Transparency and explainability
Transparency and explainability are two very important elements related to information access and artificial learning. When we focus on the tranparency of information retrieval systems during their design, axiomatic constrains may be used. Such aspects were studied for personalization purposes and for image search.
Others directions studied in the team are related to the transparency of classical web search engines “by testing”, i.e., without any knowledge of their internal features. We propose a global framework (the first one to our knowledge) to define and run experiments on “non-cooperative” search engines. It defines appropriate metrics for evaluating dissimilarities between search results, and protocols for evaluating the dependence of returned results on various parameters through constraints on test queries. A first preliminary experiment was awarded the best paper in the french conference CORIA 2019, and larger experiments are currently run.
A second research direction is dedicated to the explainability of by convolutional neural networks classification results. Our current focus are explanations through the use of data from the training set, knowing that this set is not always available. This work is achieved through several M2R work in the context of LIG emergence projects.
Social Networks and Personalization
The research work dedicated to social networks and personalization aims at defining methods and models integrating information coming from the user (or his interaction), in a way to enhance the quality of the retrieval. Our work is based on parsimonious information retrieval models: such probabilistic language models (PLM) seek to build compact and precise term distributions by eliminating stop words and non-essential terms. PLM were successfully applied for relevance feedback to capture relevant terms from feedback document to expand a query. Our approach consists in expanding such models in a way to support one important kind of social networks, namely the tagging systems that allow users to assign tags to documents (like web pages), in a way to generate a tag-based personalized parsimonious information retrieval model, PTPLM. Because personalization is used for expanding queries using terms of documents, one part of our extension integrates in the optimization process of PLM the links between user’s tags and documents terms through the use of word embeddings. The results show that out proposal outperforms state of the art. This work has been mainly supported by a regional PhD grant (Nawal Ould-Amer, on-going, RESPIR project).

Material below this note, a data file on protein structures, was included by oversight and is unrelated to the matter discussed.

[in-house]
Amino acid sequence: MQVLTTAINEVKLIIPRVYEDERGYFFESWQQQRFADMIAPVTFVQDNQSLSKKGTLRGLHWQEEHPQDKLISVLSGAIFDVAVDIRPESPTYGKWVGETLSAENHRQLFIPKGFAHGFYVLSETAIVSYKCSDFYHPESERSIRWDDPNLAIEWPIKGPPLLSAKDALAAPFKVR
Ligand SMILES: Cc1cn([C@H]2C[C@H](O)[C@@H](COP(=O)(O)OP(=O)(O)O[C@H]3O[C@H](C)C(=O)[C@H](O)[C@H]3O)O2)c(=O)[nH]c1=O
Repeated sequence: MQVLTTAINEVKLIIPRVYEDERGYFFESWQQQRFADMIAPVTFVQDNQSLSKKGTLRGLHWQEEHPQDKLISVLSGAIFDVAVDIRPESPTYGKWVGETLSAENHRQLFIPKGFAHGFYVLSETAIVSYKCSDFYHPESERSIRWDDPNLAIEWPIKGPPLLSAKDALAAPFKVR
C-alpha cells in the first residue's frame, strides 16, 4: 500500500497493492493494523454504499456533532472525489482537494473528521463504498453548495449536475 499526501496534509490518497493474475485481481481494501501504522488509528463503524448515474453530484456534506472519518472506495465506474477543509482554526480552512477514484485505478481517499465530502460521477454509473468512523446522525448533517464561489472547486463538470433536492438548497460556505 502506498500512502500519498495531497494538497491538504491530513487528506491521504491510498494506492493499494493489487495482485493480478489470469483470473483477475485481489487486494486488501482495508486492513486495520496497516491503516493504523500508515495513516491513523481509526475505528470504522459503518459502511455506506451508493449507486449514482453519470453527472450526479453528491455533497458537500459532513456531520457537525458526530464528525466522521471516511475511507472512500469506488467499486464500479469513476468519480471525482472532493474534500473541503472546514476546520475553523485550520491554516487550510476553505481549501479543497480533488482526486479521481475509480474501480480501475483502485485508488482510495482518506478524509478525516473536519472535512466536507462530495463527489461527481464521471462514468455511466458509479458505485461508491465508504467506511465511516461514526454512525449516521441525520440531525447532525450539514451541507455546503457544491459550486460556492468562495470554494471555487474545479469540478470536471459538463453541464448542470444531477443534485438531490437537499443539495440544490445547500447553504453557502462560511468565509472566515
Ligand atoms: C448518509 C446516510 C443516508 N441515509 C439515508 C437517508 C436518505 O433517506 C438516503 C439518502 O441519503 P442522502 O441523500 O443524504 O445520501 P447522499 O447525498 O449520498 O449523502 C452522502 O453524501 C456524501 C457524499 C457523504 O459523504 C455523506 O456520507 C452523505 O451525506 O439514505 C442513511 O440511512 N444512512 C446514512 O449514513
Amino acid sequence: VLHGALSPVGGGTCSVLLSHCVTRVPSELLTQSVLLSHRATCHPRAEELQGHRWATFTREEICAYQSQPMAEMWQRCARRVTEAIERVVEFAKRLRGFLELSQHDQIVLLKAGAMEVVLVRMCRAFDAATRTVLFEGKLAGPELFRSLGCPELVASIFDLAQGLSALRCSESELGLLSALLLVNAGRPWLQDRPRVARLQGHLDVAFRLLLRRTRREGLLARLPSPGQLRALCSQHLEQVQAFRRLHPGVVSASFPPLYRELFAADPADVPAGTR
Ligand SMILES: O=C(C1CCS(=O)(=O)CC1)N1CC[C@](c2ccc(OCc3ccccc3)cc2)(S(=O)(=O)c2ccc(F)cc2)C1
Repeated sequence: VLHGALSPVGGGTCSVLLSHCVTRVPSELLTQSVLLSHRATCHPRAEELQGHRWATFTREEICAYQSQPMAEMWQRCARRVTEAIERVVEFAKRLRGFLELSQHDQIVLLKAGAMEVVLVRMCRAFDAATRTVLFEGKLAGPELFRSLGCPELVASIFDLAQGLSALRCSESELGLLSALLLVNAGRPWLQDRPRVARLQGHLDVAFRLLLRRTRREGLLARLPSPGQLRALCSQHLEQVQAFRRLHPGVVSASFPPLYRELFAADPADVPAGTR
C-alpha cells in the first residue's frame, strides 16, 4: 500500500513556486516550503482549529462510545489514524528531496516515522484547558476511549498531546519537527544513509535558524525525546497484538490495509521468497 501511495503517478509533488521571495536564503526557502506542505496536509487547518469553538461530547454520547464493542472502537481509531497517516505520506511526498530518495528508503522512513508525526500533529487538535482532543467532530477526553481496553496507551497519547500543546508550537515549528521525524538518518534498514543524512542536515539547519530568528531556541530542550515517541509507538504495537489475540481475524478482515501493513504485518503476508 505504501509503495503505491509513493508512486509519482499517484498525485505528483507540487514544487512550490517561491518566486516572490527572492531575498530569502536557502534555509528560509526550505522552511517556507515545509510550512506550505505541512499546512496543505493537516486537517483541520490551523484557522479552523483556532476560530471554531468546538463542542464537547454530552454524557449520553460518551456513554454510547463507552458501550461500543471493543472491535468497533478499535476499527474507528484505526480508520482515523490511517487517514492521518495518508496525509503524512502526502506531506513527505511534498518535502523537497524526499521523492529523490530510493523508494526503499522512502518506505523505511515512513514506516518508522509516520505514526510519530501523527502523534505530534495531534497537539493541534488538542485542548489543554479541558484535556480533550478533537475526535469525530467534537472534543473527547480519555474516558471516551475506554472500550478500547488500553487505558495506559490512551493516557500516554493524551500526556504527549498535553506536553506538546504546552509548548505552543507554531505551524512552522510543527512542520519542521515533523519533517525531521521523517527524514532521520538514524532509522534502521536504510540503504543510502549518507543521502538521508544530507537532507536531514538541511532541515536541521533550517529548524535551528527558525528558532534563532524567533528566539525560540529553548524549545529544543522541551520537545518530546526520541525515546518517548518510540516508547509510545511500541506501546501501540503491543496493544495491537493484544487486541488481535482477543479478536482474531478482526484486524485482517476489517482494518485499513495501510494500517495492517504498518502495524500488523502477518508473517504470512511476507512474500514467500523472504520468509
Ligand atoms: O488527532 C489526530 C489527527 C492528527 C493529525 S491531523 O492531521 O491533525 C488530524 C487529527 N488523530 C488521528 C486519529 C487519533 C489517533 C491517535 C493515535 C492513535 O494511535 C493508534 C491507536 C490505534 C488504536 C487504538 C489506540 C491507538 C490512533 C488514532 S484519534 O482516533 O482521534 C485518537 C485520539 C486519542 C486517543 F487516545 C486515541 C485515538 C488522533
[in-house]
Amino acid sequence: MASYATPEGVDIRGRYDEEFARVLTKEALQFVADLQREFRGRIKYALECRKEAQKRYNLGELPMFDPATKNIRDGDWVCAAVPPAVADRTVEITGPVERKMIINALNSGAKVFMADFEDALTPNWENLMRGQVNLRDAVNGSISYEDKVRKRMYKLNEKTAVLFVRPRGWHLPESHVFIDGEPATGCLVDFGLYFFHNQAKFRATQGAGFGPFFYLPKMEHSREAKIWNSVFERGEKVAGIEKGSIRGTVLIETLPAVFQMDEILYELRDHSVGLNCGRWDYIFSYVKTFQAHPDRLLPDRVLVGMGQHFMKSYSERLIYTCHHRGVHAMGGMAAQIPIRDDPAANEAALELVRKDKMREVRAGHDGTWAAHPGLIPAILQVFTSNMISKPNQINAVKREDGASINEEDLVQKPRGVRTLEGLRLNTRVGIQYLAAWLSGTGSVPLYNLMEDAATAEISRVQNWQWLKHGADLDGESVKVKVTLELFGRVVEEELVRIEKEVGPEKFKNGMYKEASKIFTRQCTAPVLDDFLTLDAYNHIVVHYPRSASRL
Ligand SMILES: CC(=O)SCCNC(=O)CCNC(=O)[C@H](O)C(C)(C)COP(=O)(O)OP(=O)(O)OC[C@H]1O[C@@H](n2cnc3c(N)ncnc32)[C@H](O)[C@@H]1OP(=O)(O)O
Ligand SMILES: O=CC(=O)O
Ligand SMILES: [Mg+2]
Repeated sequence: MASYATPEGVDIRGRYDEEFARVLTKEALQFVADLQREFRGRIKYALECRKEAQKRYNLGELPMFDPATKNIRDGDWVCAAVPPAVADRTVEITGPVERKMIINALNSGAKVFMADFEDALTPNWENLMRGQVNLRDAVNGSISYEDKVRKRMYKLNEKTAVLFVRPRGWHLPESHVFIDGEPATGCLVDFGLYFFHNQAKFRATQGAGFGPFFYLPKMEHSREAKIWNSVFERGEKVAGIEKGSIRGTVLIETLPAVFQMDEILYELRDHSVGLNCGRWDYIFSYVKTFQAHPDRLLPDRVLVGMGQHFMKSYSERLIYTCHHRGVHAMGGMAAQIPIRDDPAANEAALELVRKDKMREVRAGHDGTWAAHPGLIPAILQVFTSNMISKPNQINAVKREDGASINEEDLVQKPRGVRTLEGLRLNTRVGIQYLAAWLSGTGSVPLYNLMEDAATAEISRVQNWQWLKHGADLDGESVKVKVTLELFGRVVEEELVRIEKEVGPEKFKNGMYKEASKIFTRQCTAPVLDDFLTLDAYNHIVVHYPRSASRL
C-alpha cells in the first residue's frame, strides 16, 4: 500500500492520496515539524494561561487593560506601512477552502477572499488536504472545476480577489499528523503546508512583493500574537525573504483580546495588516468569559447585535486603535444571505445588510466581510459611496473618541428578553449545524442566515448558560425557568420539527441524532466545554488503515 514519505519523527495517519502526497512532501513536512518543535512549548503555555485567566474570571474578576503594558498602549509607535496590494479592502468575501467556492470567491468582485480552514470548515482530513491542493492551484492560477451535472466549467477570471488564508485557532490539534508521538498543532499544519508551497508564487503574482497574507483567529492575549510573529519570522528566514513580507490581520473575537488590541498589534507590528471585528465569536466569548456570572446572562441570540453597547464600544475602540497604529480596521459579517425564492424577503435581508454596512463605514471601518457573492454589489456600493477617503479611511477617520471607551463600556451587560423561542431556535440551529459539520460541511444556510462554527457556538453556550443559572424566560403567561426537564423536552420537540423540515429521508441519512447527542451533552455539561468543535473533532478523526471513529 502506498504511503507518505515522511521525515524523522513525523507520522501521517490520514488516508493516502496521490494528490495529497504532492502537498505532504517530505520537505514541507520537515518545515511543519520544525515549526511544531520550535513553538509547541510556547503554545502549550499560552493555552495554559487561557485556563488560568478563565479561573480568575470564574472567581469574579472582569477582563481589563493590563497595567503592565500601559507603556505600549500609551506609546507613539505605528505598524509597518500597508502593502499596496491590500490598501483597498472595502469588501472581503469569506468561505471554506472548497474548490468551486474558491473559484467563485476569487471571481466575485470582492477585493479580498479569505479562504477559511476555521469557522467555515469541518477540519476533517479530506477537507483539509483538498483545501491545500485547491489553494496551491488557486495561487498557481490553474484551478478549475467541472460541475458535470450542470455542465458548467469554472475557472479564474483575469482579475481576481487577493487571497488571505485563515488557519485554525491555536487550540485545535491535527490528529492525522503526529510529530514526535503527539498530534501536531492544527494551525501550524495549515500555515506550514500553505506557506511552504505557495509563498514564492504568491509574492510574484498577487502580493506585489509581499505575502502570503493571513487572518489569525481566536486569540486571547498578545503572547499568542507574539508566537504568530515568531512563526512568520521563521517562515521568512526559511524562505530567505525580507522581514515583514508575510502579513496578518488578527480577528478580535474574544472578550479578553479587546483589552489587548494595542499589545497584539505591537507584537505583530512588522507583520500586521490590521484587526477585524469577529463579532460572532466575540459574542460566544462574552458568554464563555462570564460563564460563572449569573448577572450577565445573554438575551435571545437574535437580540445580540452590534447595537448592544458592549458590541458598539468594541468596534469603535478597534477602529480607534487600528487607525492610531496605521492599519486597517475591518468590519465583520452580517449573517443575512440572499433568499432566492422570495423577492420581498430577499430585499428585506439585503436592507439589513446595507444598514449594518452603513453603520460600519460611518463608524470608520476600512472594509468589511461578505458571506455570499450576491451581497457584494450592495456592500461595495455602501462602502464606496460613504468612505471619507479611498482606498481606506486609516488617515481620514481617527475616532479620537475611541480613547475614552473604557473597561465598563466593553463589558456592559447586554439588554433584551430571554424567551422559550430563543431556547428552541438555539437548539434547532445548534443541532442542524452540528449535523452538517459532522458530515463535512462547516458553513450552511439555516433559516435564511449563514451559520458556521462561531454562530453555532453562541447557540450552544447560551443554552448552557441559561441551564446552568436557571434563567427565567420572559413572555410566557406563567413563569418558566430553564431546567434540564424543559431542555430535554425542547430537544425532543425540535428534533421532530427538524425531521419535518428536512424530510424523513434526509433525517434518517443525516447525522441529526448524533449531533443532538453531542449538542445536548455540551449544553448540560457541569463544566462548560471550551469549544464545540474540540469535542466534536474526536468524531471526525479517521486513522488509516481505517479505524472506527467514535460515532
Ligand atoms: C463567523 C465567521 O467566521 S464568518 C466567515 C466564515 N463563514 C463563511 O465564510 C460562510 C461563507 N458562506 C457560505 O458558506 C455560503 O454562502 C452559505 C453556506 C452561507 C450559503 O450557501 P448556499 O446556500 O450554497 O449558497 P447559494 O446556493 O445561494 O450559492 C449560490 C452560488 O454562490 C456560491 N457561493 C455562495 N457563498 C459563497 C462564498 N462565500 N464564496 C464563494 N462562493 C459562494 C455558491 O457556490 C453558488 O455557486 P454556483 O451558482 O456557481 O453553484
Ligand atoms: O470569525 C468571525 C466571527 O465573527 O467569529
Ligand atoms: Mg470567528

Information retrieval models adapted to social media, and in particular microblogs, has been explored in several directions. The first one studies the applicability of integration of classical IR techniques with user-user relationships during the CLEF Social Book Search evaluation campaigns. A second direction is explored with the team AMA (Massih-Reza Amini) within an LIG Emergence project. Work carried out within this project has been published CORIA 2018.
Mining micro-blogs requires to handle properly noisy and duplicated data. Handling noise and detecting online e-activism has been explored as part of a collaboration with researchers from PACTE laboratory (laboratoire de sciences sociales).
IR in Under-Resourced Languages
Cross-lingual information retrieval (CLIR) consists in querying in a given language a system in which documents are in another language. Dealing with several languages requires an adaptation of information retrieval models: either by translating queries or documents to get back to a monolingual context, or through multilingual matching models. Our objective here is to focus on low-resourced languages, i.e., languages for which little or no linguistic knowledge and resources are available. As an illustration, a selection of use cases have been published.
In this context, solutions to CLIR are constrained by the limited resources available: machine translation tools, dictionaries or aligned corpora cannot be used. Recent work has shown that multilingual word embeddings could be build almost without any training data. We currently explore how these multilingual embedding spaces can be integrated in an information retrieval model. This work is part of Seydou Dombia PhD work, but also a collaboration with GETALP (Laurent Besacier, Didier Schwab) supported by LIG through 2 Emergence projects.